TEAM BLAKE: Nic Hawk
The song: "Blurred Lines" by Robin Thicke, feat. Pharrell and T.I.
The performance: My first reaction from just hearing the song choice? Oh dear. My first reaction after watching Nic perform it? Oh dear. For Blake to pick a song that was so recently tainted by agent provocateur Miley Cyrus, is a bold move. It reeks of the confidence Blake must have in Nic to be able to transform that song into something else entirely. And boy did he -- Nic sang the verses, the falsetto, even rapped T.I.'s part, and also danced up a storm, incorporating some interesting ventriloquist motions during the beginning, and making a dance pit-stop with some back-up dancers, all while covering every inch of the Voice stage like it was an X-Games BMX challenge requirement. Phew, do you want some orange Gatorade? But back to the singing -- while I will commend Nic's amazing upper respiratory fitness and ability to juggle multiple singing parts, I found his rendition a bit... creaky. The range of the song exposed his pitchier tendencies, and it was not pleasant to listen to at times.
The feedback: The judges loved Nic. Christina was impressed by his versatility and energy. Cee Lo praised his "natural rhythm." Adam regretted giving him up, but conceded to Nic's stage presence: "How can anyone watch Nic perform and not be entertained?" And Blake was virtually speechless. "Oh-em-gee," he said.
TEAM BLAKE: Ray Boudreaux
The song: "Home" by Marc Broussard
The performance: Oh sweet, single-dad, Ray. If there was a contestant who actually looked better after the umpteenth sob story intro, it's you. How could you not swoon after watching Ray and his preternaturally loud daughter make bologna and cheese sandwiches together? Never mind the nitrates! It's the thought and his soulful voice that counts. Also, I'm totally not biased, but Ray had the best Voice lighting tonight too, for what that's worth. Oh right, the actual singing -- not my favorite Ray showing, but it was consistent, bluesy "swamp pop" (as he put it earlier).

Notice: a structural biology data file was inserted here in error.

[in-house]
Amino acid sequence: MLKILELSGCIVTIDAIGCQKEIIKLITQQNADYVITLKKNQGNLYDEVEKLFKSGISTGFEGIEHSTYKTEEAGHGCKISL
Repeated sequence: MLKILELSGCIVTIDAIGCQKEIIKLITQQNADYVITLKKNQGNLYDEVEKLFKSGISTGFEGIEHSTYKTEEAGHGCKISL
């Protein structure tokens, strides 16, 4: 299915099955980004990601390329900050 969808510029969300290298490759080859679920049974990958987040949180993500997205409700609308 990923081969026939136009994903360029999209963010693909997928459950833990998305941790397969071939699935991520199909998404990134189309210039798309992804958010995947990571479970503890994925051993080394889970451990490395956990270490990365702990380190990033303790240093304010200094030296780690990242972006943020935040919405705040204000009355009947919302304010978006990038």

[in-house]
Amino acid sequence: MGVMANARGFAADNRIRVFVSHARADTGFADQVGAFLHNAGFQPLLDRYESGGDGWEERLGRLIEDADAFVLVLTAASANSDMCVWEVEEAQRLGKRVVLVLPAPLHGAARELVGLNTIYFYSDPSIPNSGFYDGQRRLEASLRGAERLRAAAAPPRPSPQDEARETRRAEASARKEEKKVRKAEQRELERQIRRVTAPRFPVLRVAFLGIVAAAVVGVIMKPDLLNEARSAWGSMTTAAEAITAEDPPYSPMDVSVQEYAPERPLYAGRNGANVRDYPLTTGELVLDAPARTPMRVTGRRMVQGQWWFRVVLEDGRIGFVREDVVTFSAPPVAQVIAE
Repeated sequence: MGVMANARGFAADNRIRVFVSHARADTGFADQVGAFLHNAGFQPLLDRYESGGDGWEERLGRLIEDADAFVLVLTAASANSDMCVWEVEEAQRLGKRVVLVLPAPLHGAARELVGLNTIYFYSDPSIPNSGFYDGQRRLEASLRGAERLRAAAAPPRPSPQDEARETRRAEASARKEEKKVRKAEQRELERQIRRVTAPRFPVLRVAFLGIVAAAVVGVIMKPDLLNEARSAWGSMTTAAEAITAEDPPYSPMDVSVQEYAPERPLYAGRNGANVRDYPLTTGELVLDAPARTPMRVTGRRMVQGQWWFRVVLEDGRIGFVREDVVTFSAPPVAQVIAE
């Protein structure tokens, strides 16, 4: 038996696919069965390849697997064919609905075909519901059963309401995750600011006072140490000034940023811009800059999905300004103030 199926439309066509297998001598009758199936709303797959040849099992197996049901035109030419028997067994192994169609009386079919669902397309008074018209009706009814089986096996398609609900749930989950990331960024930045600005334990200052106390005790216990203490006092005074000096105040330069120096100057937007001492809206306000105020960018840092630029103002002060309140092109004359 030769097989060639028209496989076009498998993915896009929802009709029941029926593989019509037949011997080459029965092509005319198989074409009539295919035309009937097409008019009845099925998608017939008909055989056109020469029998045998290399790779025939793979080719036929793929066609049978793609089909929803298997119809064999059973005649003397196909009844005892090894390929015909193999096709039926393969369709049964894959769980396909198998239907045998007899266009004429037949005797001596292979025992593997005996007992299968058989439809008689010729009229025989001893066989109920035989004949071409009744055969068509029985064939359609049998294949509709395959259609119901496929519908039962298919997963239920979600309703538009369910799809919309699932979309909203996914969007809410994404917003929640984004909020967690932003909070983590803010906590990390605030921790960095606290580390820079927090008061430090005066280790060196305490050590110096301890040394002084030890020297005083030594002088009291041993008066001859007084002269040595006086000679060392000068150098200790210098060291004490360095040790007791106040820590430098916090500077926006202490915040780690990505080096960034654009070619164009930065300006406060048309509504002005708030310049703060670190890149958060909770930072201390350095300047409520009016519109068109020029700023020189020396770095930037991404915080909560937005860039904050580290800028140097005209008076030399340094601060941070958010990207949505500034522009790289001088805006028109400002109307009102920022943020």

The feedback: The judges continued with their shower of positivity. Though largely encouraging, their comments were pretty vague. "That was the most connected I think I've seen you," said Christina. Blake praised his mission to spread the gospel of swamp pop. If this were a church, I'd guarantee you there'd be a congregration full of ladies fanning themselves.
TEAM BLAKE: Austin Jenckes
The song: "She Talks to Angels" by The Black Crowes
The performance: Has Austin ever delivered a not-near-perfect performance? Or not displayed his vocal muscularity? Tonight was more of the same, which means he sang really, really well. In his case, I'm getting desensitized to his consistency. Just once, I'd like to hear him sing a super-fragile, lace-thin song like a children's lullaby or "Twinkle, Twinkle, Little Star," just to see how his booming voice would handle it.
The feedback: The coaches universally extol him. But perhaps the deluge of encouragement is driving a few coaches bonkers? For instance, Cee Lo said "Everybody's great on this show!" before we had seen the other five contestants. Adam complimented Blake's song choice and, upon learning that Austin rides scooters, attempted to set him up on a motorcycle date with Carson. Blake complimented Austin's emotional vulnerability: "Your heart just lays out on that stage, and I appreciate that."
TEAM ADAM: Grey
The song: "Still Into You" by Paramore
The performance: Adam's strategy is to ween Grey off the wedding singer circuit and veer more towards rock and roll. But with this Paramore tune, I'm not sure Grey accomplished that. Her rendition lacked the poppy punch and punky spirit of the original. She still kind of sang it as a wedding singer would, pretty and showcase-y -- which is not necessarily a bad thing, but also not necessarily interesting.
The feedback: Blake revealed that he had plotted to steal Grey, calling her "awesome." Cee Lo's usual metaphor-filled commentary was boiled down to a terse and joyless, "I enjoyed it." Adam said he "couldn't be prouder."
NEXT: Adam compares a singer to a dollar store toy